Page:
During the 1980s, Michael Jackson donated substantial amounts to various charities and showed a commitment to helping others. When a Pepsi commercial landed him in a local hospital because of a pyrotechnic accident, the $1.5 million settlement he earned from PepsiCo was given to the hospital. After the Victory Tour in 1984, he donated his $5 million share to charities. Throughout the remainder of his life, Michael Jackson was a dedicated and generous philanthropist. One other significant instance of charity was his work on the charity single “We Are the World,” which he co-wrote with Lionel Richie, and sent relief to poor in Africa and the United States.
A relationship with Beatles star Paul McCartney began to blossom, as McCartney had collaborated with Michael Jackson on his album Off The Wall, and Michael had worked with Paul McCartney on the hit singles “The Girl is Mine” and “Say Say Say.” It is from Paul McCartney that Michael Jackson learned that he could make money in business as a buyer, seller, and distributor of publishing rights to music from various musical artists. This came back to haunt McCartney when much of his own catalogue went on sale and Jackson scooped up the rights for $47.5 million.
The 1980s was also a decade of scandal for Michael Jackson. Confronted with extraordinary fame, he was under a great deal of pressure by the media. One of the biggest sources of controversy was that of his physical appearance. While he had been fairly dark skinned in 1983, his skin began to lighten very rapidly. In addition to a change in his skin color, his facial features were changing at an astonishing rate.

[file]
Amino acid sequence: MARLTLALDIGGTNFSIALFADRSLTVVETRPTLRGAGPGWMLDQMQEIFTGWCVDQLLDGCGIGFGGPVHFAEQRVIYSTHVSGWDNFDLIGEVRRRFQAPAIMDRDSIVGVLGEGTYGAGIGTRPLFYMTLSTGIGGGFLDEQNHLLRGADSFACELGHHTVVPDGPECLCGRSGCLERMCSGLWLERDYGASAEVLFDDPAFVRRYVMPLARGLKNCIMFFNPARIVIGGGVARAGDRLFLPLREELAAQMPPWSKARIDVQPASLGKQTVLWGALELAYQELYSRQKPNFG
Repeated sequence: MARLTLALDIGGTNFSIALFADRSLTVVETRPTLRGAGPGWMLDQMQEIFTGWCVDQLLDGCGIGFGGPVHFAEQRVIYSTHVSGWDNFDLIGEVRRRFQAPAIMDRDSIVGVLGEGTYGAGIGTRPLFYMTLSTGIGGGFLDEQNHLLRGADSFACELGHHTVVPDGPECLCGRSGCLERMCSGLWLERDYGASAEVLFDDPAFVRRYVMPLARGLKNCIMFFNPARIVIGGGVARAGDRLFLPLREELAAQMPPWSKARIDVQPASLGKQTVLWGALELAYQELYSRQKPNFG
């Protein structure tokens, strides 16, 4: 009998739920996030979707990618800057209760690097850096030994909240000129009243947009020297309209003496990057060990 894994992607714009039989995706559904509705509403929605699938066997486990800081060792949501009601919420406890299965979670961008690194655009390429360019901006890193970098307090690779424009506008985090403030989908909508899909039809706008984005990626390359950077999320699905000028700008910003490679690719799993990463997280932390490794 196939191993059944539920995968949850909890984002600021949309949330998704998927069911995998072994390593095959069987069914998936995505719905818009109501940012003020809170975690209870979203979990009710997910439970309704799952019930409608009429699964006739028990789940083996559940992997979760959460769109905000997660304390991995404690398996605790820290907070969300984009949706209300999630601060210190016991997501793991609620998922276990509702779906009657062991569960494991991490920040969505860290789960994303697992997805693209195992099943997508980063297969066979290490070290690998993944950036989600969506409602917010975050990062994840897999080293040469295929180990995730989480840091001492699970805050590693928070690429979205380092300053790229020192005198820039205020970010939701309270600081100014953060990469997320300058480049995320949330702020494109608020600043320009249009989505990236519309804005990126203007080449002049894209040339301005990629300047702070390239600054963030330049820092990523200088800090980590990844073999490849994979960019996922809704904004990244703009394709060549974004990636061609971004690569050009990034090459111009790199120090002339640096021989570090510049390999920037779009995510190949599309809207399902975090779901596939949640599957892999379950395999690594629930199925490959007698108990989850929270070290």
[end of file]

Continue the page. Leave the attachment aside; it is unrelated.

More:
More than anything, it was Michael Jackson’s nose that surprised people. He broke his nose in a dance rehearsal for Off The wall in 1979 and had to undergo rhinoplasty, but it wasn’t a total success. It was revealed that Joe Jackson, Michael’s father, had chastised his son’s appearance, particularly his nose, so the evolving nose might be related in part to Michael’s desire to find his ideal look. Subsequent rhinoplasties caused his nose to have an unnatural appearance.
But the plastic surgery didn’t stop with the nose. He also added a cleft to his chin and changed his forehead, cheeks, and lips. His hairstyle changed, and on top of this, his strict vegetarian diet and constant exercise left him very thin. It is possible that his facial changes were partly due to anorexia nervosa or some kind of extreme weight loss, as he hoped to achieve a dancer’s body. Other scandals included Bubbles the Chimpanzee, the hyperbaric oxygen chamber, and his purchase of the Neverland Ranch in 1988.
Despite the scandals, he achieved continued success with the release of Bad in 1987. Michael Jackson’s rights business, record sales, and merchandising made him excessive amounts of money, making the 1980s truly the apex of his career.